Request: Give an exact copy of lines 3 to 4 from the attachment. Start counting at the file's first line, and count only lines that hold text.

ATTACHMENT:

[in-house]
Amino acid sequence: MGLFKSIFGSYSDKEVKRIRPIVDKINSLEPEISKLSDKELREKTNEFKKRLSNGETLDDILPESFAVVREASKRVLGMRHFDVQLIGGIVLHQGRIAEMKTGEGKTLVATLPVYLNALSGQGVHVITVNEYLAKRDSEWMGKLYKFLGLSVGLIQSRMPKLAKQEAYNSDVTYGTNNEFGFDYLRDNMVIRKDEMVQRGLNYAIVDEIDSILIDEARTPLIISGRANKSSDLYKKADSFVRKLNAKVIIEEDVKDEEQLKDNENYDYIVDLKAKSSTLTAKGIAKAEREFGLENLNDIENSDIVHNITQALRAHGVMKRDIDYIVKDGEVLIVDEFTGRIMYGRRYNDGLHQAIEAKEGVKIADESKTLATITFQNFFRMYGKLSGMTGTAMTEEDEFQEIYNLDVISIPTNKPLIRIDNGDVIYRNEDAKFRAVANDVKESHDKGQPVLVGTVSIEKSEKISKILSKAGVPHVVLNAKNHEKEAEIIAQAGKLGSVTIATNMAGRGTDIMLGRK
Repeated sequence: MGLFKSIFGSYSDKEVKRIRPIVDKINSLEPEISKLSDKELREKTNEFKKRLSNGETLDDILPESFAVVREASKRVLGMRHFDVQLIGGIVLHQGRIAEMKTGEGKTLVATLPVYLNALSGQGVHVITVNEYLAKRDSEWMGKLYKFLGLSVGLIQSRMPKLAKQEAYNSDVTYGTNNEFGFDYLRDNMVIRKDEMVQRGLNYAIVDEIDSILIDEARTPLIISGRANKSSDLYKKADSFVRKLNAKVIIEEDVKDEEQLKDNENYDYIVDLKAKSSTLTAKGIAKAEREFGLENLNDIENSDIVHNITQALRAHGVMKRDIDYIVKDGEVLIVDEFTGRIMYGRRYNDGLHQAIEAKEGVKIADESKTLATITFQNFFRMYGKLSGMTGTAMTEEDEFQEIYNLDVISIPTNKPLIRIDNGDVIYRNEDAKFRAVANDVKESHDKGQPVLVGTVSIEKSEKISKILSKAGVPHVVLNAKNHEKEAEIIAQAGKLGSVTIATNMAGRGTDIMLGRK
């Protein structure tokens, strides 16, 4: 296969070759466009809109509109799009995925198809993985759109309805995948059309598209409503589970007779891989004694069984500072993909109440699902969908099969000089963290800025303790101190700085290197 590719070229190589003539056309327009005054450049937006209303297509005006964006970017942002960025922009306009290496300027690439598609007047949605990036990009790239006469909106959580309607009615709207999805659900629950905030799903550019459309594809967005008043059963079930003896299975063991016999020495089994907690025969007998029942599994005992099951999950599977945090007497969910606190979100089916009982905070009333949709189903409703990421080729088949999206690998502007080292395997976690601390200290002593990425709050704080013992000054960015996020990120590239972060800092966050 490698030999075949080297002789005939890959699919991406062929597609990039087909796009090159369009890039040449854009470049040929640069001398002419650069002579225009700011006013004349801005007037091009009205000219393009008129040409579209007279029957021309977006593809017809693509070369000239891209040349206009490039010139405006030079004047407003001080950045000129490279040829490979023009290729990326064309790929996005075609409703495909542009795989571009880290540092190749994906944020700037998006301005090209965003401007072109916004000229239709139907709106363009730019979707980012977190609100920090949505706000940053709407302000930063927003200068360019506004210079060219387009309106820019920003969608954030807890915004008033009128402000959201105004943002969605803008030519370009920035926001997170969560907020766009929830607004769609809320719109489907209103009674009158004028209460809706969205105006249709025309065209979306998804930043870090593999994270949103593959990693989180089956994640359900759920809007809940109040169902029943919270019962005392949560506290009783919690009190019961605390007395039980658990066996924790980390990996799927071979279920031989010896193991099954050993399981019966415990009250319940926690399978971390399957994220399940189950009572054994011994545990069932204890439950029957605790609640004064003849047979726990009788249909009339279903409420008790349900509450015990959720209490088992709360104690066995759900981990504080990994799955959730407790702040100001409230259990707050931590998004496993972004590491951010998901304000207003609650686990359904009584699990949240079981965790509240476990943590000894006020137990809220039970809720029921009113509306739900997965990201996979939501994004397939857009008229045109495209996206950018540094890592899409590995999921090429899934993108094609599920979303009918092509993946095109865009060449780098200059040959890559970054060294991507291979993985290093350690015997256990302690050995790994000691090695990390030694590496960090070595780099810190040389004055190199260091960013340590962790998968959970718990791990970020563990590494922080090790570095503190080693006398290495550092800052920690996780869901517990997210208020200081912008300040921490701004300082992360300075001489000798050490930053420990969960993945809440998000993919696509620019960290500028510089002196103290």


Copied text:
Repeated sequence: MGLFKSIFGSYSDKEVKRIRPIVDKINSLEPEISKLSDKELREKTNEFKKRLSNGETLDDILPESFAVVREASKRVLGMRHFDVQLIGGIVLHQGRIAEMKTGEGKTLVATLPVYLNALSGQGVHVITVNEYLAKRDSEWMGKLYKFLGLSVGLIQSRMPKLAKQEAYNSDVTYGTNNEFGFDYLRDNMVIRKDEMVQRGLNYAIVDEIDSILIDEARTPLIISGRANKSSDLYKKADSFVRKLNAKVIIEEDVKDEEQLKDNENYDYIVDLKAKSSTLTAKGIAKAEREFGLENLNDIENSDIVHNITQALRAHGVMKRDIDYIVKDGEVLIVDEFTGRIMYGRRYNDGLHQAIEAKEGVKIADESKTLATITFQNFFRMYGKLSGMTGTAMTEEDEFQEIYNLDVISIPTNKPLIRIDNGDVIYRNEDAKFRAVANDVKESHDKGQPVLVGTVSIEKSEKISKILSKAGVPHVVLNAKNHEKEAEIIAQAGKLGSVTIATNMAGRGTDIMLGRK
């Protein structure tokens, strides 16, 4: 296969070759466009809109509109799009995925198809993985759109309805995948059309598209409503589970007779891989004694069984500072993909109440699902969908099969000089963290800025303790101190700085290197 590719070229190589003539056309327009005054450049937006209303297509005006964006970017942002960025922009306009290496300027690439598609007047949605990036990009790239006469909106959580309607009615709207999805659900629950905030799903550019459309594809967005008043059963079930003896299975063991016999020495089994907690025969007998029942599994005992099951999950599977945090007497969910606190979100089916009982905070009333949709189903409703990421080729088949999206690998502007080292395997976690601390200290002593990425709050704080013992000054960015996020990120590239972060800092966050 490698030999075949080297002789005939890959699919991406062929597609990039087909796009090159369009890039040449854009470049040929640069001398002419650069002579225009700011006013004349801005007037091009009205000219393009008129040409579209007279029957021309977006593809017809693509070369000239891209040349206009490039010139405006030079004047407003001080950045000129490279040829490979023009290729990326064309790929996005075609409703495909542009795989571009880290540092190749994906944020700037998006301005090209965003401007072109916004000229239709139907709106363009730019979707980012977190609100920090949505706000940053709407302000930063927003200068360019506004210079060219387009309106820019920003969608954030807890915004008033009128402000959201105004943002969605803008030519370009920035926001997170969560907020766009929830607004769609809320719109489907209103009674009158004028209460809706969205105006249709025309065209979306998804930043870090593999994270949103593959990693989180089956994640359900759920809007809940109040169902029943919270019962005392949560506290009783919690009190019961605390007395039980658990066996924790980390990996799927071979279920031989010896193991099954050993399981019966415990009250319940926690399978971390399957994220399940189950009572054994011994545990069932204890439950029957605790609640004064003849047979726990009788249909009339279903409420008790349900509450015990959720209490088992709360104690066995759900981990504080990994799955959730407790702040100001409230259990707050931590998004496993972004590491951010998901304000207003609650686990359904009584699990949240079981965790509240476990943590000894006020137990809220039970809720029921009113509306739900997965990201996979939501994004397939857009008229045109495209996206950018540094890592899409590995999921090429899934993108094609599920979303009918092509993946095109865009060449780098200059040959890559970054060294991507291979993985290093350690015997256990302690050995790994000691090695990390030694590496960090070595780099810190040389004055190199260091960013340590962790998968959970718990791990970020563990590494922080090790570095503190080693006398290495550092800052920690996780869901517990997210208020200081912008300040921490701004300082992360300075001489000798050490930053420990969960993945809440998000993919696509620019960290500028510089002196103290």